If spicy chocolate isn’t your thing, Turtle Alley’s other offerings range from solidly respectable to wonderfully delectable, the fleur de sel caramel and the chocolate-covered coconut being the most memorable. The company’s line of candy fruit slices blow away the supermarket variety—we tasted the new pomegranate flavor, which was juicy and flavorful.  Turtle Alley’s motto is “Life is short. Sin a little” but after tasting some of these confections, a little might not be enough.

Turtle Alley
91a Washington St., Gloucester
(978) 281-4000
Museum Place Mall, Suite 110, Salem
(978) 740-0660


’Tis the Season

Posted: December 3rd, 2008 | Author: | Filed under: Marblehead, Stowaway Sweets, Sweets and Treats | Tags: , , , , | 1 Comment »

“As with most fine things, chocolate has its season. There is a simple memory aid that you can use to determine whether it is the correct time to order chocolate dishes: any month whose name contains the letter A, E, or U is the proper time for chocolate.”   -Sandra Boynton

With the holidays upon us, we have an excuse to talk about one of our favorite things—chocolate. And while they may not be an avant garde artisan shop, there is something about the experience of walking into Stowaway Sweets in Marblehead that remains incomparable.

A trip to Stowaway Sweets is literally like walking into the past; the store has been in operation since 1929, and little has changed since then. You push open the garden gate under the old wooden sign, walk down the winding path past the goldfish pond, and enter through the heavy wooden door into a feast for the senses.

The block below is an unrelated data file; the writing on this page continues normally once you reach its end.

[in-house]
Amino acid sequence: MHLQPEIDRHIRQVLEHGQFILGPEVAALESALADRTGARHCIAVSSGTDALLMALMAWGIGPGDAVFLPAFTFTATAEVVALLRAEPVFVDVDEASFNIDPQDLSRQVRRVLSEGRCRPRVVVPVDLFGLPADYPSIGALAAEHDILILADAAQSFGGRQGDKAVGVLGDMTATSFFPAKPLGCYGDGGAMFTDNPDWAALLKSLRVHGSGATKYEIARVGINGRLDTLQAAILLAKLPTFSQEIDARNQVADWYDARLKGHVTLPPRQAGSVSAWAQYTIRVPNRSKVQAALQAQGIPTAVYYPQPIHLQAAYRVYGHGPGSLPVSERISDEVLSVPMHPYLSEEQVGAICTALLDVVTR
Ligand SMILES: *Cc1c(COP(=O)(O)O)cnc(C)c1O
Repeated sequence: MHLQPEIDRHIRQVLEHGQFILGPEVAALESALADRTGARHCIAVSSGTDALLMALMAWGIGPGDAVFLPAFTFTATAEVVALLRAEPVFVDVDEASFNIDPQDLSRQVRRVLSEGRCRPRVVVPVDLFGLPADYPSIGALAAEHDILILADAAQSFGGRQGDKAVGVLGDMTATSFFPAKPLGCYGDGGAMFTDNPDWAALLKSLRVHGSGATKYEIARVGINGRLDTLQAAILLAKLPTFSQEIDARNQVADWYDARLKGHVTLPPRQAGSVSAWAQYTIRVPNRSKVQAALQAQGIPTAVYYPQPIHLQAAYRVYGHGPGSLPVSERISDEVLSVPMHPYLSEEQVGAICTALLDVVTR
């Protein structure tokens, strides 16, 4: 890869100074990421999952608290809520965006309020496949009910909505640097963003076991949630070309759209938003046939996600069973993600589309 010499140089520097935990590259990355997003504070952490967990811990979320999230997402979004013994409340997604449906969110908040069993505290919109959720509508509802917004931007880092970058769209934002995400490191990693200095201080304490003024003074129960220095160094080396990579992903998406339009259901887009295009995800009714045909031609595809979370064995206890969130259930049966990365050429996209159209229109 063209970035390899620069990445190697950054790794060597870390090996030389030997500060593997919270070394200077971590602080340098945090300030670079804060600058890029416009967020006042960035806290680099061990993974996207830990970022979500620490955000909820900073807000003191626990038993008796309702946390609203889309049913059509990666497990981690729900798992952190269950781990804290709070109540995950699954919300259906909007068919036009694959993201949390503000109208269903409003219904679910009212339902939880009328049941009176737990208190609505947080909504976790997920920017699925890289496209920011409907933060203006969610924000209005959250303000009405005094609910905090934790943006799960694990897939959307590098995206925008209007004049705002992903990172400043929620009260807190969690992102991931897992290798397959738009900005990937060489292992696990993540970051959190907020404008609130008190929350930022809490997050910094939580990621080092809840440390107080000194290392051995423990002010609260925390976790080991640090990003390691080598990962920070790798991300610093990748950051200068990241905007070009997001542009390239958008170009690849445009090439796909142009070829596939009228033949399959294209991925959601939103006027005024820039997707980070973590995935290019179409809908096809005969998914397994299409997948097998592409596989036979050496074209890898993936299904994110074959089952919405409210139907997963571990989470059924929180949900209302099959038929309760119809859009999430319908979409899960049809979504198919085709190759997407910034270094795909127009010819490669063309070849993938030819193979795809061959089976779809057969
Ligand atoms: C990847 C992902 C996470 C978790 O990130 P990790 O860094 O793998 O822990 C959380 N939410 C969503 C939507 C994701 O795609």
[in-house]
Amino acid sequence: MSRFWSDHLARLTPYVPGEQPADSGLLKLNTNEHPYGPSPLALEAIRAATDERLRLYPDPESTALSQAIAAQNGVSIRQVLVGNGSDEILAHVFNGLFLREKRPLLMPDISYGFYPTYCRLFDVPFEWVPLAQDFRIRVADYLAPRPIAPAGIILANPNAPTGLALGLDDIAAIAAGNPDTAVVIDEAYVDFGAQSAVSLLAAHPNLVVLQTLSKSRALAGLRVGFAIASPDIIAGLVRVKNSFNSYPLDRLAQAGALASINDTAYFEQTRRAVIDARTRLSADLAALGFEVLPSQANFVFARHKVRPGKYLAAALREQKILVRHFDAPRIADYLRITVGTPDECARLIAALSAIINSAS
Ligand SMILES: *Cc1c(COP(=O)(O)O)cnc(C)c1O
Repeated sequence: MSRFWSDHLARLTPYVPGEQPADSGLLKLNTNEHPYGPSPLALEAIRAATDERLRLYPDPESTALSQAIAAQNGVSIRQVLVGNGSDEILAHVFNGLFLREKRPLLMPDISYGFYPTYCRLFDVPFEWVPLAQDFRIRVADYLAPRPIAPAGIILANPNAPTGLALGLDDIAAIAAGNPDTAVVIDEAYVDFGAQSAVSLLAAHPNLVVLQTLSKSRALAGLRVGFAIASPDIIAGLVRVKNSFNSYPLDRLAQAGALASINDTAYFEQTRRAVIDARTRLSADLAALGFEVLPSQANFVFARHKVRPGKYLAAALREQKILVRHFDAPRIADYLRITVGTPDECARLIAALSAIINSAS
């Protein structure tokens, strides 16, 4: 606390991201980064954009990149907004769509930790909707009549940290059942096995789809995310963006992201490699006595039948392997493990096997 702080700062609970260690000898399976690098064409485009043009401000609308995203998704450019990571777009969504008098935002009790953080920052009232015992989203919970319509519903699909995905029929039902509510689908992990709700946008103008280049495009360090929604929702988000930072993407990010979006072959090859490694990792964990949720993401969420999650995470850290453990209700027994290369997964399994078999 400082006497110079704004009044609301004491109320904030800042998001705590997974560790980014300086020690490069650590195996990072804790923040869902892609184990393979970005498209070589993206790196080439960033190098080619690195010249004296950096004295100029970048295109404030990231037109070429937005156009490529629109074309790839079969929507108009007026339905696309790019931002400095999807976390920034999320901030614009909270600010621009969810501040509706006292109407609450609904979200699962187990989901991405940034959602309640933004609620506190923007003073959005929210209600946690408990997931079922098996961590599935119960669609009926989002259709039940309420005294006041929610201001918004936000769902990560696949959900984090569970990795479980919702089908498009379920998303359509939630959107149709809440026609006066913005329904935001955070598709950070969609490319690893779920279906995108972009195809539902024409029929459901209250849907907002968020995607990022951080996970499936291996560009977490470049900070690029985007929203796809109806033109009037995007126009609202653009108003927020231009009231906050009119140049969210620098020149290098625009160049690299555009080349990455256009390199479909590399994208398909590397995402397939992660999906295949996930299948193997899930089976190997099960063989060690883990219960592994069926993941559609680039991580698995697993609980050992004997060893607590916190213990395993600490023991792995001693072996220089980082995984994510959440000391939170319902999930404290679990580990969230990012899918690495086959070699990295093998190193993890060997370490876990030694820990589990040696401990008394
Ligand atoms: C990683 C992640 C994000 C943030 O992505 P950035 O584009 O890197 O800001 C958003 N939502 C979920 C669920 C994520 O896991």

The aroma of freshly made chocolate is intoxicating, pretty wrought-iron and glass cases hold a mouthwatering selection of treats, and vintage light fixtures and framed letters adorn the walls. The letters are proof of pedigree: these chocolates were favorites of Franklin D. Roosevelt, Calvin Coolidge, and even Queen Mary. (Being film fans, our favorite story is that Katharine Hepburn used to order them as gifts for friends every Christmas)

The candies themselves are still hand-dipped on premises using high quality rich, smooth chocolate and fresh nuts, and the variety is stunning. The crisp chocolate bark, the excellent caramels and the gorgeous truffles all vie for our attention, but the star of the show is the famous meltaway. Some argue over whether the milk or dark variety is favored, but biting into that firm chocolate with a light dusting of sugar into the creamy, melt-in-your mouth center makes trying both on a regular basis essential, if only to keep the debate alive. The chocolate dipped nuts are also exceptional, and the flowered mints make very pretty hostess gifts or special occasion favors.

For chocolates of this caliber, Stowaway’s treats are reasonably priced at $22 per pound. Best of all, you can hand select each chocolate going into the box (several sizes available). Imagine a box with just your favorites, whether it’s dark chocolate or creamy centers. Gift wrapping is available at no extra cost. (Be aware that pre-boxed candies are all that’s available between Thanksgiving and New Year’s, due to high volume.)

Shopping at Stowaway feeds not only your inner chocolate demon but also your craving for long-gone days of quality goods proudly sold by those who created them.

Stowaway Sweets
151 Atlantic Avenue, Marblehead